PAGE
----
- Driving/riding under the influence. Just like you can’t be under the influence of drugs or alcohol while you drive a car, the same is true when you’re riding a bike. It’s illegal to ride while under the influence of alcohol or drugs, and it makes riding extremely unsafe.
- Dooring. "Dooring" is what happens when a driver opens their car door without looking behind them to make sure there are no approaching bicyclists. Bicyclists don't always have time to respond, which means they could hit the door or have another collision if they quickly swerve out of the way.
- Driver fatigue. Also known as drowsy driving, this happens when a driver or cyclist has not had enough sleep, had poor quality sleep or had too many waking hours to drive safely.
- Road rage. Cyclists can be on both sides of road rage, leading to aggressive driving, increased risk taking and person-to-person conflict.
- Rear-end collisions. Motorists and cyclists can both misjudge distances during a stop, which may lead to accidents.
- Blind spots. Blind spots can impact anyone during turns, lane passes, direction changes and parking. Bicyclists are at an increased risk of getting caught in blind spots since they're smaller than the cars that drivers expect to see on the road.
Safety tips for bicyclists
A lot of cyclists think their biggest threat is from motor vehicles. However, most bike accidents happen when the rider falls without contact with a vehicle. Bicycle/bicycle and bicycle/dog collisions cause a large percentage of reported injuries.
These safety tips can help keep you free from injury:
- Ensure the safety of bikes and biking equipment. Bikes should be checked and maintained regularly. Inflate tires, test brakes, lubricate chains and adjust frames and handlebars.
- Learn basic riding skills. It's easy to hop on a bike and take off, but it's a better idea to slow down and master basic riding skills. These include (but are not limited to) braking, signaling turns, navigating obstacles and looking over the shoulder or under the arm while still having control over the bike.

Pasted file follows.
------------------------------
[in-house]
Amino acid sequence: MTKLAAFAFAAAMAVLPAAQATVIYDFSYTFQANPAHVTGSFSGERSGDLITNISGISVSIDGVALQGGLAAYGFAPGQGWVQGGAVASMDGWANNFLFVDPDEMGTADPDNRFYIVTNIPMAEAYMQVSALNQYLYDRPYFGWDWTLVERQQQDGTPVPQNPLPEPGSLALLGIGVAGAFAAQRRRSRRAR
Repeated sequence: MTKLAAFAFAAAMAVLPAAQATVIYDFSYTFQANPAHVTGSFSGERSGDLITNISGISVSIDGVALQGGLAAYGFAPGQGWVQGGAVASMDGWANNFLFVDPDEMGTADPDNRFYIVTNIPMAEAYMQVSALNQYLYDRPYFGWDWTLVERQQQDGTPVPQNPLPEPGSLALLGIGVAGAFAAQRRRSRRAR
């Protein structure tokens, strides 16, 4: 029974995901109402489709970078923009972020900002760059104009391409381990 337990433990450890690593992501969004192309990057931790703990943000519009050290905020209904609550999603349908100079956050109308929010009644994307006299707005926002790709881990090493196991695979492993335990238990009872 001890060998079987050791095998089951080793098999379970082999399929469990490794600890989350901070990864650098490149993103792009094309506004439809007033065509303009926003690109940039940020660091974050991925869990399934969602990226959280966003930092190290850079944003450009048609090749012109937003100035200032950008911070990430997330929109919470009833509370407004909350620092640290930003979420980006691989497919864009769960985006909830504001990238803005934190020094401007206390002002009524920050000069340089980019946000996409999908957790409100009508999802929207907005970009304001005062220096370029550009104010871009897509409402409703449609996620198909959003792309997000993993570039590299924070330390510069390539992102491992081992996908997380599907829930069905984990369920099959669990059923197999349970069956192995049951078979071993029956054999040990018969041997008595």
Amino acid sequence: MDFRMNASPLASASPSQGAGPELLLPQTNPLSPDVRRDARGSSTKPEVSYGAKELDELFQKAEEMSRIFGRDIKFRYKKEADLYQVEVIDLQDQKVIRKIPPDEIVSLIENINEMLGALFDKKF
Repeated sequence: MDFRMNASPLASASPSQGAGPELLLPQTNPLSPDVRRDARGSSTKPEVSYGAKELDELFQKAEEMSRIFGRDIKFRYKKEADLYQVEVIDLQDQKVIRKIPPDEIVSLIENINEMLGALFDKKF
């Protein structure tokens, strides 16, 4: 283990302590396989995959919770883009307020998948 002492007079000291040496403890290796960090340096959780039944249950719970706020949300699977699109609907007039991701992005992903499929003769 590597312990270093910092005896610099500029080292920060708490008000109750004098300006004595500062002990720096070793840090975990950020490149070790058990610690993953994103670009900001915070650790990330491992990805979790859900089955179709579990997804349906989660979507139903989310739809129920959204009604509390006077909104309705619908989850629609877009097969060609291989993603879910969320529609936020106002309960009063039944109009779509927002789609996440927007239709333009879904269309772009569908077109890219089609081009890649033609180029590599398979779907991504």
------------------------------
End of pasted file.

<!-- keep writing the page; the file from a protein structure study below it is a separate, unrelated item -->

- Practice defensive riding. Defensive riding is a skill that bicyclists can use to prevent accidents. Strategies include things like maintaining safe distances behind cars, making eye contact with drivers before merging, and anticipating opening doors from parked cars.
- Invest in safety equipment. Helmets aren't the only protective equipment that bikers can buy. They can also use lights, bells, mirrors and other accessories to make themselves more visible and audible on the road.
Who to call after a California bike accident
If you were injured in a California bike crash, MVP Accident Attorneys are ready to handle your insurance claim or lawsuit. Our firm has recovered millions of dollars for our thousands of satisfied clients. Contact us today for a free consultation.
Brett S. Sachs graduated from Michigan State University College of Law with Cum Laude Honors. While attending Michigan State, Brett was awarded for his service in the Michigan State University College of Law Civil Rights Clinic, where he represented prisoners of the Michigan Department of Corrections from injustices brought upon them. Learn more.